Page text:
17 Types of Sighthounds

Dog Russian Borzoi Wolfhound Head , Outdoors Spring Autumn Time
© bruev/iStock via Getty Images

Written by Kristin Hitchcock

Published: March 1, 2024

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Sighthounds are a group of dog breeds bred to chase things on sight. Think of dogs like greyhounds and whippets, which chase things that move. Unlike scent hounds, they do not use their nose to track prey. Instead, they use their vision for hunting and chasing their quarry.

These dogs come from all around the world. Despite looking very similar, these dogs aren’t always related. They have similar traits and appearances because they were bred for the same purpose.

1. Afghan Hound

Afghan Dog, Long Hair, Greyhound, Sight Hound, Saluki

These dogs have very long fur, unlike other sighthounds.

©xyom/ via Getty Images

Afghan hounds are known for their very long, flowing coats. They have a very regal appearance but require quite a bit of grooming. Their longer fur is often trimmed and brushed, so they’re a bit more work than other dogs out there.

These hounds were bred in the mountains of Afghanistan. They were made for hunting gazelle and other fast-moving prey animals.

Afghan hounds are independent thinkers and require experienced owners. They need consistent, careful training.

2. Greyhound

Greyhounds Greyhound Racing Dog Racing Racecourse

This breed is largely used for dog racing today, which is a controversial sport.

©Nipun Maduwantha/Shutterstock.com

Greyhounds are best known as the fastest dog breed, reaching speeds up to 70 mph. These dogs were bred to chase hares and other small game in Europe. Today, they’re mostly used for greyhound racing and as companion dogs.

Many companion greyhounds are retired racing dogs. These canines may be very fast but don’t require much exercise. Overall, they’re pretty low-maintenance, making them a good choice for busy owners.

3. Saluki

Saluki standing on a bridge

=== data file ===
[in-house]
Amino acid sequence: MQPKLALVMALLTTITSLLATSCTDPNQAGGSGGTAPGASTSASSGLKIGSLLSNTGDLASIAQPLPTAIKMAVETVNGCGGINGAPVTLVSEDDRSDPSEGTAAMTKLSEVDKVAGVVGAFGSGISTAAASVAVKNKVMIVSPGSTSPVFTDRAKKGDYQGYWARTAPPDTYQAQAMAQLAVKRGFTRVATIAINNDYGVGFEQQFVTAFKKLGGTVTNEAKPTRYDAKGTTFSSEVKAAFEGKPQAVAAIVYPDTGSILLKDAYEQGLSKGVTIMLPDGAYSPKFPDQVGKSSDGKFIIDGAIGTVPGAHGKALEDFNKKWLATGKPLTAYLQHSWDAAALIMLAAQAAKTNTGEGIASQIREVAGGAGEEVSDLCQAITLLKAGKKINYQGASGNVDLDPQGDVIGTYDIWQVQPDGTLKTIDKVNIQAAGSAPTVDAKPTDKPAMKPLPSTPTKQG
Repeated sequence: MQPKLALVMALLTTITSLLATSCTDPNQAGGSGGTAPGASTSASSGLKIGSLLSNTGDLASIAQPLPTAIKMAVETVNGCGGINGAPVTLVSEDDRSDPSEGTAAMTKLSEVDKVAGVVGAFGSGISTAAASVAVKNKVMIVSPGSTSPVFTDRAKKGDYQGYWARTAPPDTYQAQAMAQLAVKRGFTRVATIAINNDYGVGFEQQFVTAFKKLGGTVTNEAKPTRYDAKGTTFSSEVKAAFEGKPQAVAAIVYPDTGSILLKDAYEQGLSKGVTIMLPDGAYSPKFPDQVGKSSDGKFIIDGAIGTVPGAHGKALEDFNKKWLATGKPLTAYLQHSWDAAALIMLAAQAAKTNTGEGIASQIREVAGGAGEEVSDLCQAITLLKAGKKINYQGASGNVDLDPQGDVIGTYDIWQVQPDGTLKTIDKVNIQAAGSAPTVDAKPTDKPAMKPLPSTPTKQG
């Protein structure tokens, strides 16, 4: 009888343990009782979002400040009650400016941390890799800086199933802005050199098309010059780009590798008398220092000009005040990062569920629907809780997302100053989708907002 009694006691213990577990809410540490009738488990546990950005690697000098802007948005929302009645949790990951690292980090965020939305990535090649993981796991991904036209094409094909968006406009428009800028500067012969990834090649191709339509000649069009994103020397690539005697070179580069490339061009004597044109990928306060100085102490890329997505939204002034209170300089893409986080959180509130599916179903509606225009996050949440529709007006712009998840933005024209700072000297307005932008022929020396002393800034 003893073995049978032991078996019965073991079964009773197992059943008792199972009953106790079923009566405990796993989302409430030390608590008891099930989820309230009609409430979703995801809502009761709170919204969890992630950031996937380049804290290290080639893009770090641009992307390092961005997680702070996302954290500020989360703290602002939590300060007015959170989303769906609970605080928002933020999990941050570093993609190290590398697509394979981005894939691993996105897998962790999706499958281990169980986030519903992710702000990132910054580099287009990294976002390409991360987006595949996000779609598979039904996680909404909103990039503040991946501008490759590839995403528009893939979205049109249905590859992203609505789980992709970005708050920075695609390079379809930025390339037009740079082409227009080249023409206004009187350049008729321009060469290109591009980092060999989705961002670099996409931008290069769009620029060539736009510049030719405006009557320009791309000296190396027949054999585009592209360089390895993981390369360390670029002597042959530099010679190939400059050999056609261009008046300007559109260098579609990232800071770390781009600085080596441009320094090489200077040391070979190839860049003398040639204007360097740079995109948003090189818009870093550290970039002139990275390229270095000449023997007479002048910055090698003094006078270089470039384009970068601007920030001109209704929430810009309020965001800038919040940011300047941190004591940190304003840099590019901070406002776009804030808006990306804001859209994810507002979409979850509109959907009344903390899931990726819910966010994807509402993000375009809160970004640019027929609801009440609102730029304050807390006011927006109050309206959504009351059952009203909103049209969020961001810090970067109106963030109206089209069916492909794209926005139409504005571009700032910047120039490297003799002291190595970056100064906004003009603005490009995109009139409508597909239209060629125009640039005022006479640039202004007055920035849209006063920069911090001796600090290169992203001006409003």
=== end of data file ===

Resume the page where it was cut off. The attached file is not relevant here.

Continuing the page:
This breed also has some longer fur.

©Sarune Kairyte/Shutterstock.com

Saluki are a lesser-known breed that is associated with ancient Egyptian pharaohs. However, they may not be from Egypt. They likely originated from a Greek island or the Middle East, ending up in Egypt through trading routes. From there, the Egyptians used them to hunt gazelles and other animals.

They’re very gentle but also very active. Therefore, they do best in more active families. Saluki aren’t terribly good with children, either. They don’t always do well with roughhousing and rowdy children.

4. Whippet

Closeup of a cute whippet dog with a vest jacket outdoors with a blurry background

These sighthounds are much smaller than others we’ve discussed thus far.

©Wirestock/iStock via Getty Images

Whippets are small greyhounds, for the most part. However, they aren’t actually directly related to greyhounds, though they may look like it. They’re smaller overall and have a shorter coat.

They were also bred for hunting rabbits and other small prey. They were called the “poor man’s greyhound” as they were cheaper to purchase and care for.

These dogs are pretty affectionate and playful. Whippets are known for chasing squirrels, cats, and other small animals. Small, fast-moving objects aren’t safe with these dogs!

5. Scottish Deerhound

Tallest Dogs: Scottish Deerhound

The Scottish Deerhound is massive compared to other sighthounds, as they were bred to hunt very large game.


The Scottish Deerhound is one of the largest sighthounds out there. As the name suggests, they were bred for hunting deer and other large game in Scotland. Therefore, they had to be very large themselves.

Despite their larger size, they are very gentle. They are pretty active but more dignified than you might think. This breed can fit well into any home that’s large enough for them, especially if the family is more active.

They need quite a lot of space, though they aren’t hyperactive. They need room to move and exercise. Their sheer size can make them harder to care for than other dogs.

6. Borzoi

Old Borzoi

While these dogs are large, they aren’t the largest sighthound on this list.

©nemoris/iStock via Getty Images

Borzoi are nicknamed “Russian wolfhounds” thanks to their appearance. They look a bit like wolves, especially regarding their size. They were bred mostly for hunting foxes and similar animals, though. While they were used for hunting wolves occasionally, that wasn’t their primary purpose.